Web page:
NEWS - Tuesday, November 16, 2004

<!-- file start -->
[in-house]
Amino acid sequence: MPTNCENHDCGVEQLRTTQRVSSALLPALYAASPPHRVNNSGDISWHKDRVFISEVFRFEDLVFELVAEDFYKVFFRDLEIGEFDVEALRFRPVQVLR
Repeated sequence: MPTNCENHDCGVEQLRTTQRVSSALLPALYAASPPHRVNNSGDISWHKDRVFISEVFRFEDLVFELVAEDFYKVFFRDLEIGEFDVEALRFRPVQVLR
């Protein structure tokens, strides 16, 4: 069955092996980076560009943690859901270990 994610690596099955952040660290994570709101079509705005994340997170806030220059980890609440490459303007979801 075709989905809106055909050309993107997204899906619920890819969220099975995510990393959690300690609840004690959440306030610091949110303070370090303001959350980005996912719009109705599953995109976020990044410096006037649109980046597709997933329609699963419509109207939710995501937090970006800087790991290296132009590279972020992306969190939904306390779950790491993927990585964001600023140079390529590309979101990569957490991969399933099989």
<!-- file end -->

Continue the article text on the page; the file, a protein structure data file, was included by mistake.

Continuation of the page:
Piracy FearNEW DELHI: Piracy, piracy, piracy. That seemed to be the top concern of the flamboyant Microsoft CEO Steve Ballmer, visiting India after a gap of nine years. So deep was Ballmers concern over software piracy that he ruled out the release of Microsofts gaming hardware device XBox anytime soon in India, for the fear of its games — software on which the company actually makes money— being duplicated, making the company lose millions. ‘‘We dont have XBox in India because piracy is too high, said Ballmer in an interview with The Times of India. ‘‘It is not just us, the competition (Sony) doesnt serve the market either. Ballmer said even the growth of Microsofts business here, which is still small (about Rs 700-800 crore) compared to its global revenues, would depend in part on how effectively piracy is dealt with. He said Microsofts business could grow about 2.5-3 times over the next 3 years. ‘‘Our business can grow here. But number one wild card factor is software piracy here is very, very high. Not as high as China but very high, said Ballmer. He agreed however that piracy was not just an affordability issue also an accessibility one — how readily consumers can get the products they want. In fact, he indicated that the company could take some steps in the coming months that would help Microsoft reach its products legally to consumers more easily. Ballmer said Microsoft was working on ways to take IT and PCs beyond the middle class India. ‘‘Market is beginning to emerge and grow, at least among middle class people and business. There is no major pick up (however) in the lower middle class here. We want to make sure that we are doing everything that we can serve the market here, he said. Ballmer said Microsoft was looking at the innovations for ‘‘digital inclusion that would allow ‘‘computers and technology to be more affordable and inclusive, once you get past the middle class and get down to the millions and millions and millions. Ballmer said Microsofts growth would eventually depend on ‘‘how well we do with our hardware partners in coming up with devices that really make sense economically to the masses of Indian people. Ballmer said much of the $400 million India investment, announced by Microsoft chairman Bill Gates during his visit here in 2002, had been spent and the company was finalising plans for the next round of investments. He said the planning would take a few months. On Linux, Ballmer said its threat in India is no greater than anywhere else in other countries. And, on overall IT market he maintained that it is out of the depths of the depression that came right after the Internet bubble. There is a sane investment going on in IT again. However, he added that outsourcing was a new form of price pressure in the IT industry, much like in the software and hardware industries. The service industry has its price pressures, led by Indian systems integrators. On Longhorn, to be launched in 2006, he said, its ‘‘the greatest operating system release of windows since 1995. It will have new, simpler user interface to help manage Web pages, e-mail and documents. Will turn on the system immediately.